Do you have persistent leg cramps that won’t go away?
- 1 Do You Want A Free Vein Consultation? Schedule Here.
- 2 Over 30 Million Americans are Affected by Venous Disease
- 3 What Causes Leg Pain
- 4 What Do Leg Cramps Feel Like?
- 5 Leg Cramps Due to Vein Disease
- 6 Resolving the Issue
- 7 Seeking Treatment for Venous Disease
Many people suffer from leg cramping for several reasons. Some people suffer from leg cramping regularly, leading to the belief that cramps are just a normal part of life.
Do You Want A Free Vein Consultation? Schedule Here.
However, your leg cramps can be a sign of a more significant underlying issue with your veins.
Over 30 Million Americans are Affected by Venous Disease
Venous diseases are common throughout the world. Over 30 million people in the United States are affected by venous disorders. Shockingly, less than a percent of these people opt to address this problem with proper treatment.
If you suspect you have venous disease, it is time to stop ignoring your symptoms and seek medical assistance.
What Causes Leg Pain
Leg pain caused by cramping can strike you at any time. You may be walking and suddenly feel a terrible pain throughout your leg. Or you may be fast asleep and be jolted awake by a sudden surge of leg pain.
There are several causes related to cramping, and some triggers are manageable. Once you know the potential triggers, you can address them right away and avoid circumstances that lead to leg cramping.
Your lifestyle may contribute to the occurrence of leg cramps. Certain activities such as recreational running or sports that involve running and weight training may be the cause.
Typically, the leading cause of leg cramping is muscle fatigue. Additionally, dehydration or exhaustion will also increase the likelihood of developing cramps.
Several medical factors increase your risk for leg cramping, including pregnancy.
- Outside of pregnancy, several medical conditions may cause leg cramps:
- Addison’s disease
- Alcohol use disorder
- Kidney failure
- Thyroid issues
- Parkinson’s disease
- Venous diseases
Addressing any underlying medical condition can help you find the appropriate treatment for your leg cramping.
What Do Leg Cramps Feel Like?
Pain from leg cramps differs from regular muscle pain. When your muscles begin to cramp, they contract involuntarily, which feels like a painful knot in your leg. This pain can be felt in your calves but is not uncommon in your feet and thigh muscles.
Typically, leg cramping will go away as the muscles loosen up. If you experience cramping after exercise, the pain should dissipate quickly.
If you are not pregnant or have any of the medical conditions listed above, venous disease may be the cause of your persistent leg cramping.
Leg Cramps Due to Vein Disease
Do you experience leg cramps regularly? In particular, do you notice leg cramping when you are not engaged in physical activity, such as at night when you are asleep?
These symptoms may be your alert to an underlying venous condition.
Understanding Healthy Veins
Healthy veins draw blood, flowing from your body parts to your heart. Once blood reaches your heart, it is oxygenated again and travels back throughout the rest of your body through arteries.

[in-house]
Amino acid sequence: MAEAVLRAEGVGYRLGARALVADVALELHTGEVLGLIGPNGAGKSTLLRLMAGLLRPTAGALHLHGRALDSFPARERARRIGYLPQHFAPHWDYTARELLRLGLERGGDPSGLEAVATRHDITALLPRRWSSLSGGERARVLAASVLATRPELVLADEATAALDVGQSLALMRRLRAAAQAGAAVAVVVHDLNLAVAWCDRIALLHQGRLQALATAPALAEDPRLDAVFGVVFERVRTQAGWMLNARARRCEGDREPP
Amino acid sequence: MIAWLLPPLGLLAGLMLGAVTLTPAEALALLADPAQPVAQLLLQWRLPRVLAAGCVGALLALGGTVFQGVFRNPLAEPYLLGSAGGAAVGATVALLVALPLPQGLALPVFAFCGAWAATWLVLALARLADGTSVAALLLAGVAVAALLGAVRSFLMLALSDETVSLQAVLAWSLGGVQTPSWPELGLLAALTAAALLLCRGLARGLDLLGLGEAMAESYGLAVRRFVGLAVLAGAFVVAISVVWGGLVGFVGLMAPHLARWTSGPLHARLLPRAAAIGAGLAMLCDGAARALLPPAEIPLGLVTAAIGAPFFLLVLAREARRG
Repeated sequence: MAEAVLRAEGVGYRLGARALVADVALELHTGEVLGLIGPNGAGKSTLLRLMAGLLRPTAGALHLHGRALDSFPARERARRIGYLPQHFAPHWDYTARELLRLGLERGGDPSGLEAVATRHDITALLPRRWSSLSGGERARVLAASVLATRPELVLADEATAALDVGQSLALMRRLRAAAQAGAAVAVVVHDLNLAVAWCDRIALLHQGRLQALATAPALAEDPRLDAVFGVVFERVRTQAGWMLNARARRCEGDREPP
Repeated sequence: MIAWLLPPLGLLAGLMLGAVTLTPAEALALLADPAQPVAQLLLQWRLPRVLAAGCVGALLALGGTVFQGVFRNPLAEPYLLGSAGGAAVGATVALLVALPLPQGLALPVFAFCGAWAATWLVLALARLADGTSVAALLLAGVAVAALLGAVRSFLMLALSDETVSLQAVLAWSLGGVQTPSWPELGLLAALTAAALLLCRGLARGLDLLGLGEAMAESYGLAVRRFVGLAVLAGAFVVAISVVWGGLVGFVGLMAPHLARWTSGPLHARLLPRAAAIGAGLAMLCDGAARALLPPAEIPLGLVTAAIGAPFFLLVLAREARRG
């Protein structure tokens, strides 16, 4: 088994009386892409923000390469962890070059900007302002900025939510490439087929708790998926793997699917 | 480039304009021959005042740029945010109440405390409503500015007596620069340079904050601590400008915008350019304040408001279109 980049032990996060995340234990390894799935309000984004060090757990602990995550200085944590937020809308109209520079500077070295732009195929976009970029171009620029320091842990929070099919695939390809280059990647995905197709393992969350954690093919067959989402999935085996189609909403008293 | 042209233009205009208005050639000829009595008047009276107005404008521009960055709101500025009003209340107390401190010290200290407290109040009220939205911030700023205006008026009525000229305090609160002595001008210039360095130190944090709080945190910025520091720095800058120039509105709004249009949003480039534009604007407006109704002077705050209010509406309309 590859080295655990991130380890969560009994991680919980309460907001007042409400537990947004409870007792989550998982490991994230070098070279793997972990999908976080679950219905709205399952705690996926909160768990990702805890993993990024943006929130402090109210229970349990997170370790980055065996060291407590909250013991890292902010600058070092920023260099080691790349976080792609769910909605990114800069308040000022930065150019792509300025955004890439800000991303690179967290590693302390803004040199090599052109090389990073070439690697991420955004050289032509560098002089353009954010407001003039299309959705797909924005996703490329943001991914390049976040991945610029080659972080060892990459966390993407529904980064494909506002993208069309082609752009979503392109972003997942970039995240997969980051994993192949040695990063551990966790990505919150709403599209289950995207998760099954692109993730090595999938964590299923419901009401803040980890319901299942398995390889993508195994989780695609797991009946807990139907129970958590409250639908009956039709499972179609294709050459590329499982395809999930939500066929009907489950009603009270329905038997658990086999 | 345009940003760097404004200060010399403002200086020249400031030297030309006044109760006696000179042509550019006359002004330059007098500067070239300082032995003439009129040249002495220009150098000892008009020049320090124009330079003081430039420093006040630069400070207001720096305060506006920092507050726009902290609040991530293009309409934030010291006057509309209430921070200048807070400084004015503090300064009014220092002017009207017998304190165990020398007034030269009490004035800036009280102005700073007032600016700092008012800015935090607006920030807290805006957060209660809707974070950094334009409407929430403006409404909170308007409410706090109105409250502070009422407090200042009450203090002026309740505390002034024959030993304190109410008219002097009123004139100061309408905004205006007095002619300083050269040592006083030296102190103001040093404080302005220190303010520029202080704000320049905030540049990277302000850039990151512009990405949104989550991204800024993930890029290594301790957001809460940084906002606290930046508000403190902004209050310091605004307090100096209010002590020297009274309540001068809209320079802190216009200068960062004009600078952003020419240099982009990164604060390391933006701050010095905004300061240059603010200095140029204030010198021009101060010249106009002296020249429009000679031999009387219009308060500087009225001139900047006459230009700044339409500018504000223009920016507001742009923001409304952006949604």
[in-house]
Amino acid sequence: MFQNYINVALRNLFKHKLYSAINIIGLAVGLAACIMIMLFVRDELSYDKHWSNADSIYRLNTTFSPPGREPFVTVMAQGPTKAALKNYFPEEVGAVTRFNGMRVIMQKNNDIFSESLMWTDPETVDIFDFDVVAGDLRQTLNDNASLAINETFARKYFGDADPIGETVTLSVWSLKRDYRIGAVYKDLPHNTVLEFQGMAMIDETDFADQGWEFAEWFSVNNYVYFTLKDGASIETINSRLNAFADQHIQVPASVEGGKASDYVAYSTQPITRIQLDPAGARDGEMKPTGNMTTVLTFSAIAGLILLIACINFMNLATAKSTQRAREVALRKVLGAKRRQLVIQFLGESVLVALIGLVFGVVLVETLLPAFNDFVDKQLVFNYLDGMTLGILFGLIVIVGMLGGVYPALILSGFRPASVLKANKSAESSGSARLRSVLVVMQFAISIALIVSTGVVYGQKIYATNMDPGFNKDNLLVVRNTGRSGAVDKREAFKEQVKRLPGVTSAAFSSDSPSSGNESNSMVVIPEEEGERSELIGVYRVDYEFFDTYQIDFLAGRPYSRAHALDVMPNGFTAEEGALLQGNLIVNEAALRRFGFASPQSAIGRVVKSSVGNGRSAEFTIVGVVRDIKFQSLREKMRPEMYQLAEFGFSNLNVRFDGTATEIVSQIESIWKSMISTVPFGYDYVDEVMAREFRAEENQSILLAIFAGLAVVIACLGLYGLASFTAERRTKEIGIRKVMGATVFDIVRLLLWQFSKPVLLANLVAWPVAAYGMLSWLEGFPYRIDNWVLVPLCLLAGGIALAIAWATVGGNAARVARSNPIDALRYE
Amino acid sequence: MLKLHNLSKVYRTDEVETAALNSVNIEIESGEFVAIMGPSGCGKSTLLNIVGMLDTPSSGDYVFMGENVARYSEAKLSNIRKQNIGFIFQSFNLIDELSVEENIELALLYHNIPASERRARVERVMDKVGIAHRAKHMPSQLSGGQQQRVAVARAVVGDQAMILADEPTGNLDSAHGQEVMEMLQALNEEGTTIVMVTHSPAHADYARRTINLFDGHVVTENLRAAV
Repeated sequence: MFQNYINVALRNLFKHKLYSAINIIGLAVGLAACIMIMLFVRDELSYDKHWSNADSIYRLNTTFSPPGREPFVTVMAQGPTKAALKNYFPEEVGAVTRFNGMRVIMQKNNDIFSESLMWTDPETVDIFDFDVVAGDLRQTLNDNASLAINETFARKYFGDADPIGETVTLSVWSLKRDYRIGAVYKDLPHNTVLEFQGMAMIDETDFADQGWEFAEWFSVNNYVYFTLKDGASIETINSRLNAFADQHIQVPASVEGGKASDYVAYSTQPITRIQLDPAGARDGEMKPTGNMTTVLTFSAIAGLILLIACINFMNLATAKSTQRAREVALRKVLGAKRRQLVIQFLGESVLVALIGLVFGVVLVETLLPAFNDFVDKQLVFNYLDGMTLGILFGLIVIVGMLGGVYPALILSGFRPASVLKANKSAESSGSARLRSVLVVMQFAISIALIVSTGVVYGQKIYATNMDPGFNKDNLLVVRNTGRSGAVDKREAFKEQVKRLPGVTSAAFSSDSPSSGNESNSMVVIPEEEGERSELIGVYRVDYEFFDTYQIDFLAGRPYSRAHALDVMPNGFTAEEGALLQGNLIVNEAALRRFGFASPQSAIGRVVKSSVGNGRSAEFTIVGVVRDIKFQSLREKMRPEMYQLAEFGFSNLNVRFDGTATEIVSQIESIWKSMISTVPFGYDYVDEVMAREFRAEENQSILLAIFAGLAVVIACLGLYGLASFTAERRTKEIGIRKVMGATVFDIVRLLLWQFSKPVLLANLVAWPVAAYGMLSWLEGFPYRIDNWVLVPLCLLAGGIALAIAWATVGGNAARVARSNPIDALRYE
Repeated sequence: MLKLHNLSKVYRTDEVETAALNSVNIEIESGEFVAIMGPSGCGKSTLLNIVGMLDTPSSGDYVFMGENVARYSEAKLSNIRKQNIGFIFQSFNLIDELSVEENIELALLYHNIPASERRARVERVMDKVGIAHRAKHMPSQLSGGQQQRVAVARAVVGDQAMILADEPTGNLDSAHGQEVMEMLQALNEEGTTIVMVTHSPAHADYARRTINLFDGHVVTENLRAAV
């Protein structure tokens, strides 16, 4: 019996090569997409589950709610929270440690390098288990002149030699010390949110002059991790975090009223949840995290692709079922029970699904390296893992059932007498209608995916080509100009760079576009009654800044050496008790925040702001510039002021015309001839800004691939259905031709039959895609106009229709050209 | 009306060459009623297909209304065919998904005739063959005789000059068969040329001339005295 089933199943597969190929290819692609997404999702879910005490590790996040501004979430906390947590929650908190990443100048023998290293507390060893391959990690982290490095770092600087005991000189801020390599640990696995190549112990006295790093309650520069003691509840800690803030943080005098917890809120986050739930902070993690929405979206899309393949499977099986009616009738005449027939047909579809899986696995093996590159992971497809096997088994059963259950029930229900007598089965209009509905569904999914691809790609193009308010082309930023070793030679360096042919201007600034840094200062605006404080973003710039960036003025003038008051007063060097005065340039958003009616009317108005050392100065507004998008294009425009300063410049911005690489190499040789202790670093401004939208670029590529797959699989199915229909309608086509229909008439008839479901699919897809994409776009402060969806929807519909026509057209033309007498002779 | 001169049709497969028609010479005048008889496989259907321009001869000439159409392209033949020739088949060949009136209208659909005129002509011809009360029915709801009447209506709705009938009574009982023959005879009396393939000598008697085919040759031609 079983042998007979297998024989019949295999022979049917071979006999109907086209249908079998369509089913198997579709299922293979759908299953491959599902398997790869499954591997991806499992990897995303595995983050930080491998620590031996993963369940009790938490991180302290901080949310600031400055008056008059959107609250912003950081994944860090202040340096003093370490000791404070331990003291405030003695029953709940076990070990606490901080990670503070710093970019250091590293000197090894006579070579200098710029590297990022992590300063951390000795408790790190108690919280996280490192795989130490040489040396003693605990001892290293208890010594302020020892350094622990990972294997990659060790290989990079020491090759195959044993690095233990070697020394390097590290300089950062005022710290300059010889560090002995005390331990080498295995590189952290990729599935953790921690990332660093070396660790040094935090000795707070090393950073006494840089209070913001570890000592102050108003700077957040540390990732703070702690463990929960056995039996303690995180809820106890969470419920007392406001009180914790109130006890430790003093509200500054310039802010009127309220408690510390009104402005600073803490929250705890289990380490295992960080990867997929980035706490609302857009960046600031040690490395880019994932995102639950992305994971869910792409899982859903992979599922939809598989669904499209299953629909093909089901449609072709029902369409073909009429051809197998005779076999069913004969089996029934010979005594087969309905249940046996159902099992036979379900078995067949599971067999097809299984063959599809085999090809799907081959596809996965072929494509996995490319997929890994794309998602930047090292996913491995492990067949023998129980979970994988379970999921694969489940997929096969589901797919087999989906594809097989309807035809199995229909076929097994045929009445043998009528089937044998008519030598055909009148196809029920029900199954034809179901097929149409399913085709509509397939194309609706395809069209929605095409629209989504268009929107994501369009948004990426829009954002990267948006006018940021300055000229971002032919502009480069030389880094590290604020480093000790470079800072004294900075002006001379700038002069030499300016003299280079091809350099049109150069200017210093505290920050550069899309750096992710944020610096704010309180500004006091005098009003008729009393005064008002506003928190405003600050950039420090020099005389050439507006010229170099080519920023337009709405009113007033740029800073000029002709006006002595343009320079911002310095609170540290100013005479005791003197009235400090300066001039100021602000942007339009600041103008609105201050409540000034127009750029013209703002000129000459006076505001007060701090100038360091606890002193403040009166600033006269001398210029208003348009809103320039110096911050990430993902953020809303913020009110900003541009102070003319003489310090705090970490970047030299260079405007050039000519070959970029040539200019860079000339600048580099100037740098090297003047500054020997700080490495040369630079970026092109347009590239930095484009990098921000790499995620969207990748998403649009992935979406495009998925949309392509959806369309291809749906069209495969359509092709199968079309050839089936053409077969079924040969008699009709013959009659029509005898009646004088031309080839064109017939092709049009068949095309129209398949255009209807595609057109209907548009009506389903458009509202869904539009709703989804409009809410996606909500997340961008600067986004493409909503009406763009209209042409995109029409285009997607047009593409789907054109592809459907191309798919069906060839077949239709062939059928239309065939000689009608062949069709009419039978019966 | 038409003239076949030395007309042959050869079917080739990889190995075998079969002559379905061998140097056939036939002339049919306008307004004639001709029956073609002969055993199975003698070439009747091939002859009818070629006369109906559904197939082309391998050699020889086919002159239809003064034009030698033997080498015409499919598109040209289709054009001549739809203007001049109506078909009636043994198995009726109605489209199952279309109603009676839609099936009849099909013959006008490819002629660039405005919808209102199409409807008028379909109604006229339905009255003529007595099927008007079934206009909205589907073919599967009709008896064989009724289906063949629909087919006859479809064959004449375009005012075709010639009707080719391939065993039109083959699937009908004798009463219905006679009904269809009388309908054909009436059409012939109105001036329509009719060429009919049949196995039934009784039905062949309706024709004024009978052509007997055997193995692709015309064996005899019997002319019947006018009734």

Movement Increases Circulation
Movement of your body helps maintain healthy blood flow, as the veins naturally work against gravity to send blood back to your heart. Body movement pushes blood up the veins, passing through one-way valves, allowing the blood to move towards the heart and preventing it from going back.
Damaged Veins May Cause Leg Cramping
If these one-way valves are damaged, venous blood may flow in reverse, skipping the oxygenation process. The blood may pool in your leg muscles where this lack of oxygen can lead to the source of your leg pain.
Varicose veins may be a symptom of venous valves working improperly. At times, however, symptoms may be present without visible signs such as varicose veins, making it difficult to recognize or understand the magnitude of the issues. Mild cramping and itching may be your only symptoms.
Some of the most obvious signs of venous diseases:
- Bulging veins
- Skin discoloration
- Blood clots
- Bleeding veins
A number of risk factors can lead to leg cramps:
- Type II diabetes
- Blood vessel disease
- Metabolic disorders
- Nerve diseases
- Muscle diseases
- Certain medications
- Endocrine disorders
- Disorders that affect your overall mobility
Resolving the Issue
If you experience persistent leg cramps, you can no longer ignore the signs. Act promptly to help you relieve symptoms and experience a potential reversal of issues.
If you experience leg cramps after excessive activity or exercise, first check that your water intake is adequate. Allow your body to rest before you begin training again.
If symptoms arise during pregnancy or when you are experiencing any other medical condition, be sure to contact a doctor. A medical professional can point you in the right direction for treatment.
Seeking Treatment for Venous Disease
Before your condition worsens, consult a qualified medical professional. A medical evaluation is your safest route to getting the best treatment plan in place.
Dr. Ryan Jones is a board-certified vascular surgeon. If your leg cramps are a symptom of venous disease, he can diagnose the problem and offer the best treatment for you.
Scheduling an appointment for a free consultation is easy and a fast way to get you living without the pain of leg cramping!